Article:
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gail December 27, 2007 04:13AM
would it be possible for you to share with me how you polish to a shine the tumbled glass

thanks

gail
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John Truax December 29, 2007 06:53PM
Glass takes a long time to polish ... I have waited 6 weeks to get obsidians to shine in a vibrating tumbler using Rapid Polish and no plastic beads.



Edited 1 time(s). Last edit at 12/29/2007 07:06PM by John Truax.
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Ray Hill December 30, 2007 02:39AM
I read all of these and was intrigued...

I wonder out loud, if I read the queries correctly?...did you have pieces of blown glass and tumbled them to get rid of the sharp edges, BUT, were disppointed that the process took away the original shininess of the glass pieces...??
if all you want to do is take away the sharp edges, but keep the original shininess, then may I suggest that you apply gently increasing pressure of gas to a blow torch and run it back and forth along those sharp edges. it will melt the sharpness away and yet maintain the original shininess and essential shape of the original shards..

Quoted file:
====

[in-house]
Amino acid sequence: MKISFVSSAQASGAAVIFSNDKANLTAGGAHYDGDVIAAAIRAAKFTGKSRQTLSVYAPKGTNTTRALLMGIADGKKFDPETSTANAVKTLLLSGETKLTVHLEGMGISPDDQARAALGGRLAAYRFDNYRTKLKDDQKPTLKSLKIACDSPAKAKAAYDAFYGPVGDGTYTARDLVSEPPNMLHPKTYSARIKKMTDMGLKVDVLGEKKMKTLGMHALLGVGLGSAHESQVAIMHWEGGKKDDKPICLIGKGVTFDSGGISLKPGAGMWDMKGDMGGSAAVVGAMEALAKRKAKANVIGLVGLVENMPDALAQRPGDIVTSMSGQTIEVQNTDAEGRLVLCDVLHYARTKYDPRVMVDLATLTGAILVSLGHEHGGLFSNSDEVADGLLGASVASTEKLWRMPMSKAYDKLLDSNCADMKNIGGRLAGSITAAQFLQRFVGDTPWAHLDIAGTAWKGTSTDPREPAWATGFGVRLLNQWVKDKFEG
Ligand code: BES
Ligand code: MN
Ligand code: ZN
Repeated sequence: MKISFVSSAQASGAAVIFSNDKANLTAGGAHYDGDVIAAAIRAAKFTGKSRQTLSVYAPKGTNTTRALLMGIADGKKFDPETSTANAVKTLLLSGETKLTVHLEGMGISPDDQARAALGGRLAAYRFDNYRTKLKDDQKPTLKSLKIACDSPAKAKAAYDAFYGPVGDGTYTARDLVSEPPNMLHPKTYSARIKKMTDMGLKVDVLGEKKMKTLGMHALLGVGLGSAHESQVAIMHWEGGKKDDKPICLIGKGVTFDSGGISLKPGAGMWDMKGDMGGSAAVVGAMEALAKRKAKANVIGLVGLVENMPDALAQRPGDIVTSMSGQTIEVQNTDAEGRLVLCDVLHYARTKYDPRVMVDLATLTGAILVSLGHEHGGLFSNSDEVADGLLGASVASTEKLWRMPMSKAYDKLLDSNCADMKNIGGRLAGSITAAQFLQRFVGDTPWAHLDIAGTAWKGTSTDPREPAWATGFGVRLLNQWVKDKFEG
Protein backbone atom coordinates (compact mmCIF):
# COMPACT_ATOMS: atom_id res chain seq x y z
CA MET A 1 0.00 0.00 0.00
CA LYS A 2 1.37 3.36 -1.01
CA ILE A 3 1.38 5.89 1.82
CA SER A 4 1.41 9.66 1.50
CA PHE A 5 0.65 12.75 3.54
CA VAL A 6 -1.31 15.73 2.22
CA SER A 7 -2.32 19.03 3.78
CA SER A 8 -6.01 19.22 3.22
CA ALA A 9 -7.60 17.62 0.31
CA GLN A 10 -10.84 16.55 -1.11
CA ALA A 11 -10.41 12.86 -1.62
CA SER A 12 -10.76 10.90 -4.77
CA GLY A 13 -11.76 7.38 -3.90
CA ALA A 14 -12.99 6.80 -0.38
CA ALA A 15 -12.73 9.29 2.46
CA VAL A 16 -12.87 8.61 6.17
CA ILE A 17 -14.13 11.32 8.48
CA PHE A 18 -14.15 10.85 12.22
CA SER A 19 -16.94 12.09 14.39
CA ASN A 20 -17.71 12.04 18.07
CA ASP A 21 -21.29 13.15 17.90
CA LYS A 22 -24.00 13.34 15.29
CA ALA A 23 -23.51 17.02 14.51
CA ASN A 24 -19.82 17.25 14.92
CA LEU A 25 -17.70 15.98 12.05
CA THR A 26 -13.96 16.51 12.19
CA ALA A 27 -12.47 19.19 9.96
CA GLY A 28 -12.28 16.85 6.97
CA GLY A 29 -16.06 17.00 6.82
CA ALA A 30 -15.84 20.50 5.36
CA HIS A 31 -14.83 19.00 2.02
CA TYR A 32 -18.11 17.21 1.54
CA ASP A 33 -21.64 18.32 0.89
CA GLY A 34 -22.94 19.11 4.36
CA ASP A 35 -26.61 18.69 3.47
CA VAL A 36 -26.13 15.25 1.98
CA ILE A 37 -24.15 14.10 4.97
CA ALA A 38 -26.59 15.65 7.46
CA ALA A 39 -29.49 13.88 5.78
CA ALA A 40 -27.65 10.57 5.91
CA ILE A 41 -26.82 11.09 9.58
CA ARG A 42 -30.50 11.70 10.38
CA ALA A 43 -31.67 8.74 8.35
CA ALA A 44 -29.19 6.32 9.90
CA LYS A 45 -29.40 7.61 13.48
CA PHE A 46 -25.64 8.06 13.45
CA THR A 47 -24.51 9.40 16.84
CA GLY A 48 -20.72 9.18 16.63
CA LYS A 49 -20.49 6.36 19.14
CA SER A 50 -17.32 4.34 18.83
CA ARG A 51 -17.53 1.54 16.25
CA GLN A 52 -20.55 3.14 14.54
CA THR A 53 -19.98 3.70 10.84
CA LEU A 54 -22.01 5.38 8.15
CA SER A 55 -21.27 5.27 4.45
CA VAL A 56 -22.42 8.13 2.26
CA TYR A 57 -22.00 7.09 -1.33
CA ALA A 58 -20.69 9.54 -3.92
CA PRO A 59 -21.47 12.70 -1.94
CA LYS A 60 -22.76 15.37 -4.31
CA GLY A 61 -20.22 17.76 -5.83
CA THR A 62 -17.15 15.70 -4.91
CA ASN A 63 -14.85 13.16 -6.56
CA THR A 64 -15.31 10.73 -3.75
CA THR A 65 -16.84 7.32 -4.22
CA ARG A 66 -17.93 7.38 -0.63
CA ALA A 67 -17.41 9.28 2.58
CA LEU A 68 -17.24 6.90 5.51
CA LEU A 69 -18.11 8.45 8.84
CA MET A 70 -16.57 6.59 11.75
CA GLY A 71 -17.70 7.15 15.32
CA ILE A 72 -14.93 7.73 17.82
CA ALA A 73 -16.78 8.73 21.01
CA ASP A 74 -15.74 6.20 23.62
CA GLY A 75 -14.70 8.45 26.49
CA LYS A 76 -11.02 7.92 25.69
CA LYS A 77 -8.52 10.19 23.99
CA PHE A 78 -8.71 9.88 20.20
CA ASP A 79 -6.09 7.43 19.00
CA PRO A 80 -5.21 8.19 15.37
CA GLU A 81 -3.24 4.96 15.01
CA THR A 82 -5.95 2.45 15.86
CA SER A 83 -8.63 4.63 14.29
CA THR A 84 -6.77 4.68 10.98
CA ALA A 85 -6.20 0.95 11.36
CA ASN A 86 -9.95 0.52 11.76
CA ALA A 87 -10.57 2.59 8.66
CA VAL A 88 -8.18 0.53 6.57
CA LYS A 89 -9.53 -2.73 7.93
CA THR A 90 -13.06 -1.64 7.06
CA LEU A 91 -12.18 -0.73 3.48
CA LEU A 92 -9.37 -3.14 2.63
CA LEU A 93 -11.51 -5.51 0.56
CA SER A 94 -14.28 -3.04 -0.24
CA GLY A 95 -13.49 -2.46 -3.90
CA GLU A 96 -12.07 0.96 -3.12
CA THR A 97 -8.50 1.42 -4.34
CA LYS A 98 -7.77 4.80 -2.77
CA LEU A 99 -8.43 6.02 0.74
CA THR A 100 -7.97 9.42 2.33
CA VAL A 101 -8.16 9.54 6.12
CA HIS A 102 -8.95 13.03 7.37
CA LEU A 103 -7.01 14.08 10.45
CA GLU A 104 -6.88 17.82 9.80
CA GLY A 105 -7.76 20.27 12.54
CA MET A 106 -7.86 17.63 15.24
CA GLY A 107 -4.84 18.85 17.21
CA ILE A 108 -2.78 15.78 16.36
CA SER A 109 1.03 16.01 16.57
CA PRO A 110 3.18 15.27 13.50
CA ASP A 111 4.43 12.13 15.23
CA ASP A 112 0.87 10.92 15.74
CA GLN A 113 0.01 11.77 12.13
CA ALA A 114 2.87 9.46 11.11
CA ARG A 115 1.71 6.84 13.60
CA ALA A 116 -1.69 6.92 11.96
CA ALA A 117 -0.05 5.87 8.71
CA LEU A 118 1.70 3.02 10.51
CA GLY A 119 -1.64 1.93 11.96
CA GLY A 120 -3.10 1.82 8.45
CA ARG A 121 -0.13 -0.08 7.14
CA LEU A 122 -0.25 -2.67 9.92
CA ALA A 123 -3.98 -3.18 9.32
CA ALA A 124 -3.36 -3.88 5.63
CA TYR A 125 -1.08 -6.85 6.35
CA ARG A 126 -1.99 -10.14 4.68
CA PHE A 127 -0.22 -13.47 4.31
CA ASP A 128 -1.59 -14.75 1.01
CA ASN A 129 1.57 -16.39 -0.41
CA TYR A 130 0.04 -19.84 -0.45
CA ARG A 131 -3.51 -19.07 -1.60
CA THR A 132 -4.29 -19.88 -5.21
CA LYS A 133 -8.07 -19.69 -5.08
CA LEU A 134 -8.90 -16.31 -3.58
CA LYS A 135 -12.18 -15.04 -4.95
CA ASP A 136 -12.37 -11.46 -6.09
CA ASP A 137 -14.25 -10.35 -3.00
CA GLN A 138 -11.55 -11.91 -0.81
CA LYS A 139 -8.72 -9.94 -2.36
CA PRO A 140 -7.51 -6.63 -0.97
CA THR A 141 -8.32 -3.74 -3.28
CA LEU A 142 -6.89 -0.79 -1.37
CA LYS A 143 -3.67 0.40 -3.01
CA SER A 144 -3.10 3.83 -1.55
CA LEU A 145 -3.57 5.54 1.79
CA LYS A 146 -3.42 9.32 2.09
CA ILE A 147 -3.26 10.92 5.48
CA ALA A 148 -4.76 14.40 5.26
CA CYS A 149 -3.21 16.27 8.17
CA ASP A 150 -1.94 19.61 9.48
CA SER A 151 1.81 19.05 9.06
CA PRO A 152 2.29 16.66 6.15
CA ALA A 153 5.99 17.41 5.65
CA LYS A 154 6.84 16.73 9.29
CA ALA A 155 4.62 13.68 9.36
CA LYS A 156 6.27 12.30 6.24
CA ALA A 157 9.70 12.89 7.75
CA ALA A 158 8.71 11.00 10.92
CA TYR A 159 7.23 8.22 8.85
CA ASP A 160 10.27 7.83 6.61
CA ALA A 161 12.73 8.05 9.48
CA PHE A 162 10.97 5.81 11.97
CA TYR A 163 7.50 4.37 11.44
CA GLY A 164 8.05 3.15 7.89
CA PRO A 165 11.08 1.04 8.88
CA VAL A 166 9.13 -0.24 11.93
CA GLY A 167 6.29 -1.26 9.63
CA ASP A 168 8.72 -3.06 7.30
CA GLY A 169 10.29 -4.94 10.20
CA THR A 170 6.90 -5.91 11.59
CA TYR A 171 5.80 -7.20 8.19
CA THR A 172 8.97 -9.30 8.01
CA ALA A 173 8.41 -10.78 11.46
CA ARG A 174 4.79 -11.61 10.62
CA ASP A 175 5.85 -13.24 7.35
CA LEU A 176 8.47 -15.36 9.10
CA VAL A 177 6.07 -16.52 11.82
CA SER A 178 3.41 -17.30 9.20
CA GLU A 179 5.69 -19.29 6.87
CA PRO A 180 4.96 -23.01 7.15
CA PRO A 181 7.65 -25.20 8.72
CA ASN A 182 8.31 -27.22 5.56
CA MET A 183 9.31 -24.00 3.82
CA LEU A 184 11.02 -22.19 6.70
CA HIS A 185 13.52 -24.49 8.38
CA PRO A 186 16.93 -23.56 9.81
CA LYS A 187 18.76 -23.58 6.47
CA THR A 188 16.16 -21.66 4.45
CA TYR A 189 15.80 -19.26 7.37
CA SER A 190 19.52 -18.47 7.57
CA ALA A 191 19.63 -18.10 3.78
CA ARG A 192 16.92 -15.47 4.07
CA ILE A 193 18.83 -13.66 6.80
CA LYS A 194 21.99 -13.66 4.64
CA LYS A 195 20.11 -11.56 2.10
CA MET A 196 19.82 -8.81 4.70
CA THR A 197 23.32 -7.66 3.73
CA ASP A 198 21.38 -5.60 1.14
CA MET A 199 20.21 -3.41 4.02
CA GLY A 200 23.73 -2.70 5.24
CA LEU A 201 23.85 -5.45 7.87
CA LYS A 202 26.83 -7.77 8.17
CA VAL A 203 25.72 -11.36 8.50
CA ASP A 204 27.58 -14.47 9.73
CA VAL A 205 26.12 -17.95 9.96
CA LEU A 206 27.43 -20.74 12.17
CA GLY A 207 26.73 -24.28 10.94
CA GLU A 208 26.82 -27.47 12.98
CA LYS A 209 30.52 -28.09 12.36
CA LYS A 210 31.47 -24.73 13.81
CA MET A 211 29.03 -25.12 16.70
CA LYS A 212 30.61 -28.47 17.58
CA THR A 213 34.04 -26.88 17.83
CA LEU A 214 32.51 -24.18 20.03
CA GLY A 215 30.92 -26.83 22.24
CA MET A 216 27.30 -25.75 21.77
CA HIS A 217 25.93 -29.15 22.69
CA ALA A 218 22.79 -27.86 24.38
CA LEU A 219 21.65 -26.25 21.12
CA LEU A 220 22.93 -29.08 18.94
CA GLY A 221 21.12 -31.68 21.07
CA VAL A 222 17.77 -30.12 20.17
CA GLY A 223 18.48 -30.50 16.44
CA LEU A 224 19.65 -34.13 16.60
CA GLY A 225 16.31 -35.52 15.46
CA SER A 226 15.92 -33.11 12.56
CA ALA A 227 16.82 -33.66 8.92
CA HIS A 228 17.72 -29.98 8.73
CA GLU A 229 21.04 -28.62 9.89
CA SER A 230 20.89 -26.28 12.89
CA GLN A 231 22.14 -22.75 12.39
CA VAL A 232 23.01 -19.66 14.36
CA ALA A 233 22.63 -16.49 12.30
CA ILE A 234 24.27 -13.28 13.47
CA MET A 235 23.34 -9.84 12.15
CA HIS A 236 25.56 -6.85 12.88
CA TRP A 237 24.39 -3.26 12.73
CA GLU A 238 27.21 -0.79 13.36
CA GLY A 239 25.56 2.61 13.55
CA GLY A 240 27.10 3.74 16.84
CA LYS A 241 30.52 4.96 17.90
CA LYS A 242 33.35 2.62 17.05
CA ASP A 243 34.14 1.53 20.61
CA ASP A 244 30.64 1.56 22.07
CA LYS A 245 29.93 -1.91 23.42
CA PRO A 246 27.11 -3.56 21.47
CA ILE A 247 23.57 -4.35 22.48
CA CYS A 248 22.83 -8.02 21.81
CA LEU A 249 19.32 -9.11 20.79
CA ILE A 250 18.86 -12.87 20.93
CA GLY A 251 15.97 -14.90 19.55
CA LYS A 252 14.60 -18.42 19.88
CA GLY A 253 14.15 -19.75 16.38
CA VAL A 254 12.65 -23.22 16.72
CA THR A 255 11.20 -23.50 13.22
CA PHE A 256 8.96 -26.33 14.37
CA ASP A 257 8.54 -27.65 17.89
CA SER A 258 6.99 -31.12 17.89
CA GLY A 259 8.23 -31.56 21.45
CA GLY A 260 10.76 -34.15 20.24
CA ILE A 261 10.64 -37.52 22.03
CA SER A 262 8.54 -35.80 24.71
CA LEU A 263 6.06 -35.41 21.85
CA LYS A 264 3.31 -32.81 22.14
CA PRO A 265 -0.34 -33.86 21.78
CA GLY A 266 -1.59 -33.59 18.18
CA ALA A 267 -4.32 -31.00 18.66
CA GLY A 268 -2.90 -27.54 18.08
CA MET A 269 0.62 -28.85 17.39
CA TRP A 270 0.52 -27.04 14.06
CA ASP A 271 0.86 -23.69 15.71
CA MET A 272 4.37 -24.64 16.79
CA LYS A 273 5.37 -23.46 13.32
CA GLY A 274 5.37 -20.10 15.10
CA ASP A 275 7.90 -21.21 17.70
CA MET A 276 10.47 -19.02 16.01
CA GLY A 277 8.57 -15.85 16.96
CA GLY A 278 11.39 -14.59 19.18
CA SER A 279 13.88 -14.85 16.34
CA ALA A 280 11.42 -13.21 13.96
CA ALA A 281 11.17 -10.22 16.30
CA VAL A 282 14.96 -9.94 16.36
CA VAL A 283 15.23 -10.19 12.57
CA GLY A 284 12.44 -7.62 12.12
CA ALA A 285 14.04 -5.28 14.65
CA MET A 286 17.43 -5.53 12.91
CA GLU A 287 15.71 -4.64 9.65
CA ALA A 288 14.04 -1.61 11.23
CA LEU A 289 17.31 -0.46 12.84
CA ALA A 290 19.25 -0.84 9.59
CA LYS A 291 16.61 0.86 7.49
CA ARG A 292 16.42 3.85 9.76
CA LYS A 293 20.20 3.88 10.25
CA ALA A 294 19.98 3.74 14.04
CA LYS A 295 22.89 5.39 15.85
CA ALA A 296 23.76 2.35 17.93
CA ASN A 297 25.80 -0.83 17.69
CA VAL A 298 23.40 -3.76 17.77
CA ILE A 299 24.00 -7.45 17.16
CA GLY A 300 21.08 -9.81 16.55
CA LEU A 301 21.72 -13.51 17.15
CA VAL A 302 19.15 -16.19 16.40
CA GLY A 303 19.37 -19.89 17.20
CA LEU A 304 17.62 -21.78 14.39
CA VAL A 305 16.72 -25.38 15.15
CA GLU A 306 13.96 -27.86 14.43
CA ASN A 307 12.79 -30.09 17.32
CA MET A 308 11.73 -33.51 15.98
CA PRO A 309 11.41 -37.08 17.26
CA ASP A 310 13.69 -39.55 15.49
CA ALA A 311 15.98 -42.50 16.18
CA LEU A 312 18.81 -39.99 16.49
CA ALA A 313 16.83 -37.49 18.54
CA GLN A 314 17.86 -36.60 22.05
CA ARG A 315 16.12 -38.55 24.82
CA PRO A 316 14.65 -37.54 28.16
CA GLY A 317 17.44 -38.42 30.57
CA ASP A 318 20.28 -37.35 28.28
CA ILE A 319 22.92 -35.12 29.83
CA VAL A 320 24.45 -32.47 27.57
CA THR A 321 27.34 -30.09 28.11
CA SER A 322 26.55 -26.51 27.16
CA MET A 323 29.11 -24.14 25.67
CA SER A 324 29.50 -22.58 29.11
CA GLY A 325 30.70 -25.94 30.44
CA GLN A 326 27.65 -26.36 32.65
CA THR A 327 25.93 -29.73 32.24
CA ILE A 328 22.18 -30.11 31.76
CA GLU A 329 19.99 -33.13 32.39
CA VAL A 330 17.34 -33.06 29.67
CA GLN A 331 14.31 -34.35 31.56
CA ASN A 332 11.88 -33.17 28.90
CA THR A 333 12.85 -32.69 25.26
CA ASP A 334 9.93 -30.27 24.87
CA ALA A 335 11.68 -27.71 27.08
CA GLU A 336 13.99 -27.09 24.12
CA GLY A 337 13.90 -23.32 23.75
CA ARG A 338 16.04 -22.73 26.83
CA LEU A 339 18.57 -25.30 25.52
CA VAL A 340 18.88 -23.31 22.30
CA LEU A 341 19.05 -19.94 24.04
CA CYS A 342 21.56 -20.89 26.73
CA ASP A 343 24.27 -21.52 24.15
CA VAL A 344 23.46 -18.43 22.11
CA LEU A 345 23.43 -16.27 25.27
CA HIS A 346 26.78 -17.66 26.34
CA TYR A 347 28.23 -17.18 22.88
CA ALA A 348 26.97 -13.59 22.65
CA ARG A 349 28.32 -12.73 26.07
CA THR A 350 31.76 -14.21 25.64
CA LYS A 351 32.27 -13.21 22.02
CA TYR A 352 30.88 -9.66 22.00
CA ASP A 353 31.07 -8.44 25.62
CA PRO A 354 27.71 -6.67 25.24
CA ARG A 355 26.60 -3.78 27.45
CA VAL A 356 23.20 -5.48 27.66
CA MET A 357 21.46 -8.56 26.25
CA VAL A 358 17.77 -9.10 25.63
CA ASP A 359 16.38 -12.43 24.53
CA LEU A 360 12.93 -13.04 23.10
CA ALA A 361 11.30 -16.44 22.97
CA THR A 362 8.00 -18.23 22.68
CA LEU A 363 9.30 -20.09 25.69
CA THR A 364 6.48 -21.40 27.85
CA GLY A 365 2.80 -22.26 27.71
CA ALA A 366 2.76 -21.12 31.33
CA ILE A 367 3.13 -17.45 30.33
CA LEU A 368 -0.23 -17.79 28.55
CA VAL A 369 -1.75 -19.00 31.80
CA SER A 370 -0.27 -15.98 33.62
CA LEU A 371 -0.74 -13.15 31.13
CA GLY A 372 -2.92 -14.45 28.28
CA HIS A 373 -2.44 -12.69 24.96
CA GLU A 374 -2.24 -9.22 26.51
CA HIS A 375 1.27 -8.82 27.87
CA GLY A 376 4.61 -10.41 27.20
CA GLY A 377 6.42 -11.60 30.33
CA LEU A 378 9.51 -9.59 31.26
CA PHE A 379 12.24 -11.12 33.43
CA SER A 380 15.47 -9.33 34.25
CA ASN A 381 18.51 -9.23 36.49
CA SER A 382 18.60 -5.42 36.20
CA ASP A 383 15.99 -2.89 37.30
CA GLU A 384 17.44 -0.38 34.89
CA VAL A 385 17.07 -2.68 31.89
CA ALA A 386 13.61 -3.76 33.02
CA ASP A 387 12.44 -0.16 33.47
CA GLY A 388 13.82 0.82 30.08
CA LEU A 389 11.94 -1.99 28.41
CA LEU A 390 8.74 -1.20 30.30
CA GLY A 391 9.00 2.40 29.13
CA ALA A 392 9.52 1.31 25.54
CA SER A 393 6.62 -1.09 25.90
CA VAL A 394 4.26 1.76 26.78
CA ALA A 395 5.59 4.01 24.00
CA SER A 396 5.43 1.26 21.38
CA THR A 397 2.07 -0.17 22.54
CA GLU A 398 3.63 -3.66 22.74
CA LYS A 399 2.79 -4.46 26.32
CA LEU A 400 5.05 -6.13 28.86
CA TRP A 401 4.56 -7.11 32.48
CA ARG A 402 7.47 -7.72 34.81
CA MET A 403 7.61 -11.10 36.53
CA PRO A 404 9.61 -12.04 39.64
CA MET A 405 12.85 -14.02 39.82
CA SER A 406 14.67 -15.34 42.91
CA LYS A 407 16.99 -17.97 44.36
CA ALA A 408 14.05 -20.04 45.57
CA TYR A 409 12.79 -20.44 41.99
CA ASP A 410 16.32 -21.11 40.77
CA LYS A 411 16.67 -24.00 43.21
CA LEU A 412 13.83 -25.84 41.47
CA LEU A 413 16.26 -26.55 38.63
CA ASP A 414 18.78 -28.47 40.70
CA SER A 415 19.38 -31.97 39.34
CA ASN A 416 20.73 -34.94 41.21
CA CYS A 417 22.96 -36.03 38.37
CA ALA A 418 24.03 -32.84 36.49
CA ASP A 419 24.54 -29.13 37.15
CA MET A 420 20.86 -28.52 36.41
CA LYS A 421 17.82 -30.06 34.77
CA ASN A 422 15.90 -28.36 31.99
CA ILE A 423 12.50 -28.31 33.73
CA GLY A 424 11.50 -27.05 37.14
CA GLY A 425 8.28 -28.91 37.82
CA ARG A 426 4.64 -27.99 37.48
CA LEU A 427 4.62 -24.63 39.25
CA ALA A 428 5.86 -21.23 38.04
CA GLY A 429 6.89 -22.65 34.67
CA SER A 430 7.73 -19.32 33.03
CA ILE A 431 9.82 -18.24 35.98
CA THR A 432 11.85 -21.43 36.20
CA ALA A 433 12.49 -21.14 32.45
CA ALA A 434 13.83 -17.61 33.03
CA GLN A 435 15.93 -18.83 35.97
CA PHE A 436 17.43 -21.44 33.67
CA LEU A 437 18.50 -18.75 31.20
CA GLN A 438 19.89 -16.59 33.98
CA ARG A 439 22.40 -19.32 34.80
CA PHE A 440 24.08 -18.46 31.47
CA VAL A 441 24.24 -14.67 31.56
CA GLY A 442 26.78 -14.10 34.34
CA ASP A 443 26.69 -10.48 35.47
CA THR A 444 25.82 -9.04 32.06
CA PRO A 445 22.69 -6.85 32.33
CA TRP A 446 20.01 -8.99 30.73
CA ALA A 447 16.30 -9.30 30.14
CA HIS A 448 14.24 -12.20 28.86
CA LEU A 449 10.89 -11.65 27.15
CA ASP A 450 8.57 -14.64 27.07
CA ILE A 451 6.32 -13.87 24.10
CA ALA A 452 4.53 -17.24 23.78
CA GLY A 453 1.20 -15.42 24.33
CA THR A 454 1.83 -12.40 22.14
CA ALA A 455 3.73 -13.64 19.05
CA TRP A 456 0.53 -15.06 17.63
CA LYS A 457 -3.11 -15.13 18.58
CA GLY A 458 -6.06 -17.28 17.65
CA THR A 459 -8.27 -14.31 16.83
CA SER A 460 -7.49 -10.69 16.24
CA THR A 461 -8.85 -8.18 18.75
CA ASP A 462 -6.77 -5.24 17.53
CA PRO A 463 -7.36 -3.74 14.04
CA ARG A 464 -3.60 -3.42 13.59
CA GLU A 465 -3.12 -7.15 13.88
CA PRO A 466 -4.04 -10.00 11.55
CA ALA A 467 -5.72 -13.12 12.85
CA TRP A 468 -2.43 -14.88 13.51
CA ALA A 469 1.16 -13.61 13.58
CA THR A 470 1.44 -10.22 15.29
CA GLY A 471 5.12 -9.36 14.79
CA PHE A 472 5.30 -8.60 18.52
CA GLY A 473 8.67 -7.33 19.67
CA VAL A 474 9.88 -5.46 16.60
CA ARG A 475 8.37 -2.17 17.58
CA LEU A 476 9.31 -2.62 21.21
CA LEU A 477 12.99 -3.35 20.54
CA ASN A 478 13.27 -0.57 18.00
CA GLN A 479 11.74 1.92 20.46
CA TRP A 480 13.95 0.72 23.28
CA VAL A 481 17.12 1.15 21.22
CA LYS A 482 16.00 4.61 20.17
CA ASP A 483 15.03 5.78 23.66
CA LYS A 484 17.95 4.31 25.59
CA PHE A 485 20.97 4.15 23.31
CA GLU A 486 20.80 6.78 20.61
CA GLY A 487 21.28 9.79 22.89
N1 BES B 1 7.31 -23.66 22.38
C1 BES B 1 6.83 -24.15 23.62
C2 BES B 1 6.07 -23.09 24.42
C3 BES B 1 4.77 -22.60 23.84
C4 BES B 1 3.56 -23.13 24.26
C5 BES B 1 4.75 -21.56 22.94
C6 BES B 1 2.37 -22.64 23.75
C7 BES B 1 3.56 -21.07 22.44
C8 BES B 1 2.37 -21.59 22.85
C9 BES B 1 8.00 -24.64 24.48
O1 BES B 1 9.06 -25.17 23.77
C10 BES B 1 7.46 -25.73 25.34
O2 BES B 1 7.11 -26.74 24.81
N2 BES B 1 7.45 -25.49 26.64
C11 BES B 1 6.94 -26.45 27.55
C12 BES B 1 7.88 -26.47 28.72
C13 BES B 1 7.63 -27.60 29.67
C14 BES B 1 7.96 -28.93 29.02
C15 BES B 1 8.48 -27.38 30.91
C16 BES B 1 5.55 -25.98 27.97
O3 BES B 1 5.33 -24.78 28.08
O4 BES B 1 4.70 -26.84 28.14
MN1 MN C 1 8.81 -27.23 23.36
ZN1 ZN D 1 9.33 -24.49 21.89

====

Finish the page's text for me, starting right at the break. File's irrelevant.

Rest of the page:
It can't hurt to try it out on a few small pieces to find out the right temperature and pressure of gas that melts and softens the edges without melting the entire piece...
Just a thought.
Ray
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ss January 06, 2009 02:30AM
Hi everyone!
I just accidentally found your blog discussing polishing beach glass.
New to this. I have a new tumbler (never have used it...not sure what to do)
I would like to just put some shine on the beachglass I have found. Any EASY and relatively
simple ways to do this?
Thanks for your help.
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Rock Polishing February 13, 2009 05:30PM
If you check out my rock polishing blog, you'll find all the answers u need there
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bhavin January 27, 2010 01:58PM
Please anyone can tell me what are the steps of polishing glass beads?
I'm using polishing machine which is simply rocking rubber wheel i need to know what are the steps of polishing and what are the chemicals used in polishing in every step the right quantities to be used. should I add any smaller size round beads to give round effect as a result?